Possible future mergers are: SMIC acquiring Cension Semiconductor Manufacturing International and Wuhan Xinxin Semiconductor Manufacturing - two companies which SMIC is managing. And then there are small foundries like Silterra, Altis and Landshunt which are struggling and open to speculation regarding a merger with another manufacturer.”
In all likelihood, as cited by iSuppli, there may be 3 major pure-play foundries left standing after the consolidation – TSMC, UMC and GlobalFoundries.

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posted in Semiconductor, Business, Foundry, Mergers & Acquistions | 0 Comments

3rd March 2009

Intel teams up with TSMC for Atom

Intel will port unspecified Atom processor cores to TSMC’s technology platform, including processes, IP, libraries and design flows under the terms of an agreement between the two companies announced yesterday.
 

The deal will expand the TAM for Atom. It allows TSMC & Intel to go after newer market segments together - namely the embedded, CE, netbooks and handheld market.

Some interesting highlights on this deal:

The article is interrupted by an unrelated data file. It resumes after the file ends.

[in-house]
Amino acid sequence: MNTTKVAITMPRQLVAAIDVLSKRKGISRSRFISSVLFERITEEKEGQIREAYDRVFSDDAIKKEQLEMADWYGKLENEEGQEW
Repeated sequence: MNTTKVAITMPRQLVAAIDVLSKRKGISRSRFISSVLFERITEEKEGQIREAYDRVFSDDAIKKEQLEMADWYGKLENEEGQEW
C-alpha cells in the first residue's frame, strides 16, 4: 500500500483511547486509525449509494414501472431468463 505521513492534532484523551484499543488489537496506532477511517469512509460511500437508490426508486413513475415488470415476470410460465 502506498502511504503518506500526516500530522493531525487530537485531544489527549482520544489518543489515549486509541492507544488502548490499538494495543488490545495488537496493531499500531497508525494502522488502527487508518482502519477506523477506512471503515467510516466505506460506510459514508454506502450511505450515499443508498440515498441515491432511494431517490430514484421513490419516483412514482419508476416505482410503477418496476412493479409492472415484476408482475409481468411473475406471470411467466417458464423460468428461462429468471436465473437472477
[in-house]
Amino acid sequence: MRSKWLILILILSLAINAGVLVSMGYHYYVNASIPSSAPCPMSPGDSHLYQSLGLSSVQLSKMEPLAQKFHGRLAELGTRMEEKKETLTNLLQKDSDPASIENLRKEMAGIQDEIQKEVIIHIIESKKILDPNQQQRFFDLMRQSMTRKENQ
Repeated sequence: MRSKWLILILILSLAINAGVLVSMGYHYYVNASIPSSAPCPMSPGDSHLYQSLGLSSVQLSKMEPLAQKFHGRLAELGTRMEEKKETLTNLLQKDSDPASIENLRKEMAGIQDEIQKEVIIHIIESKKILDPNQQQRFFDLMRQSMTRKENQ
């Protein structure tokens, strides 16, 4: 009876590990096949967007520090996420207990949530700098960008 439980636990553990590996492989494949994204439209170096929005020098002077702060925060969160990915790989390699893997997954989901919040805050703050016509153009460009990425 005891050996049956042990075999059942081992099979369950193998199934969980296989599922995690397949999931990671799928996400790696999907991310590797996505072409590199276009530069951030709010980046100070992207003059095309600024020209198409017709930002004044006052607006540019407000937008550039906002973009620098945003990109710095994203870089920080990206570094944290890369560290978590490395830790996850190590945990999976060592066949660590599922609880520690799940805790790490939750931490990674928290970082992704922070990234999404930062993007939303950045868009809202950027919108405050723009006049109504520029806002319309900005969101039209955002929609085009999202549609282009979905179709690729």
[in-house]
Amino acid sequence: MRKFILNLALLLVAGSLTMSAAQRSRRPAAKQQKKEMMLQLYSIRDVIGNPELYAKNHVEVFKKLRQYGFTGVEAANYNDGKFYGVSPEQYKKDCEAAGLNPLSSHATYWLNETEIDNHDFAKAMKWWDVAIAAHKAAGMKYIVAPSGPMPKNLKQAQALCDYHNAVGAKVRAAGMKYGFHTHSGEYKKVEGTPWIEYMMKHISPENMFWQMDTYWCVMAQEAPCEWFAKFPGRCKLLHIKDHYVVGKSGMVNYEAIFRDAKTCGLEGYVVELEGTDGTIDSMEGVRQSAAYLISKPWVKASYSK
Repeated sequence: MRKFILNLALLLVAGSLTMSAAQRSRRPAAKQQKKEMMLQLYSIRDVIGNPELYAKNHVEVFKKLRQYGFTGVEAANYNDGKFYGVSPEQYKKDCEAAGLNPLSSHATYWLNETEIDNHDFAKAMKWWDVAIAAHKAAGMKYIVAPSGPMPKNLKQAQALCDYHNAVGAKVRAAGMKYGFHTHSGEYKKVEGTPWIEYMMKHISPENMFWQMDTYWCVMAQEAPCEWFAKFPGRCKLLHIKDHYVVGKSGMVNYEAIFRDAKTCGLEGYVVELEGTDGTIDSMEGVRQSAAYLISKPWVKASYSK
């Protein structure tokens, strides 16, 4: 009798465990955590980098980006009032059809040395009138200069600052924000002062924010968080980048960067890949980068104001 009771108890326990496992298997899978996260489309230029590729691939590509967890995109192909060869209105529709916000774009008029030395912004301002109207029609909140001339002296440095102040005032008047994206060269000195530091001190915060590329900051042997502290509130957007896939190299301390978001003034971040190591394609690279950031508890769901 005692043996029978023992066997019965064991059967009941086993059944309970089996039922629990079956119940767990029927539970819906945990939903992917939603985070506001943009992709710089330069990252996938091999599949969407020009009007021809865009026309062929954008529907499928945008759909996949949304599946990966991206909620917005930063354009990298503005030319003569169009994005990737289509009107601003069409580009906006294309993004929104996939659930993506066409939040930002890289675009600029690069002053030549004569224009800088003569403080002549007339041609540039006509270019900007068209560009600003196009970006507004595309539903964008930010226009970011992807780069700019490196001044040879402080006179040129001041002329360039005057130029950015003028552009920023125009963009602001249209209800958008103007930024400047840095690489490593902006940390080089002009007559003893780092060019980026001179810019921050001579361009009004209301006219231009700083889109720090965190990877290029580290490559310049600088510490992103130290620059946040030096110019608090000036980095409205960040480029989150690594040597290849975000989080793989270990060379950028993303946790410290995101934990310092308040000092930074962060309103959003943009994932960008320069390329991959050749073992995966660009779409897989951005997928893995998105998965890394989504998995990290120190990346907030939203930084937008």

• It is indeed a rare event for Intel to allow its processor to be manufactured by another company.
  • Intel has no plans to license or transfer its high-k process to TSMC. It is doubtful the TSMC Atom devices will include high-k and metal gates. Hence it’s unlikely that the core from TSMC will have the same performance level as that from Intel.
  • With PC shipments failing, Intel needs to aggressively penetrate into other markets.
  • Intel goes head-on with leading embedded core provider, ARM. While ARM is trying to move to larger devices (from handsets etc.) for its cores, Intel is moving in the opposite direction (PC to smaller devices)
  • We may see two strong foundry-IP camps emerging: ARM-IBM alliance and Intel-TSMC for the much sought after mid size converging devices in the embedded space.
  • Point to be noted is that while there are 2 different market segments for the processor – higher end processors for PCs and the lower (& cheaper ones) for MIDs, Intel will need to do a real balancing act here so as not to have its profits from the upper segment being eaten away substantially by the lesser profits of the lower end processors.

 

posted in Business, Foundry, IP, Industry Events | 0 Comments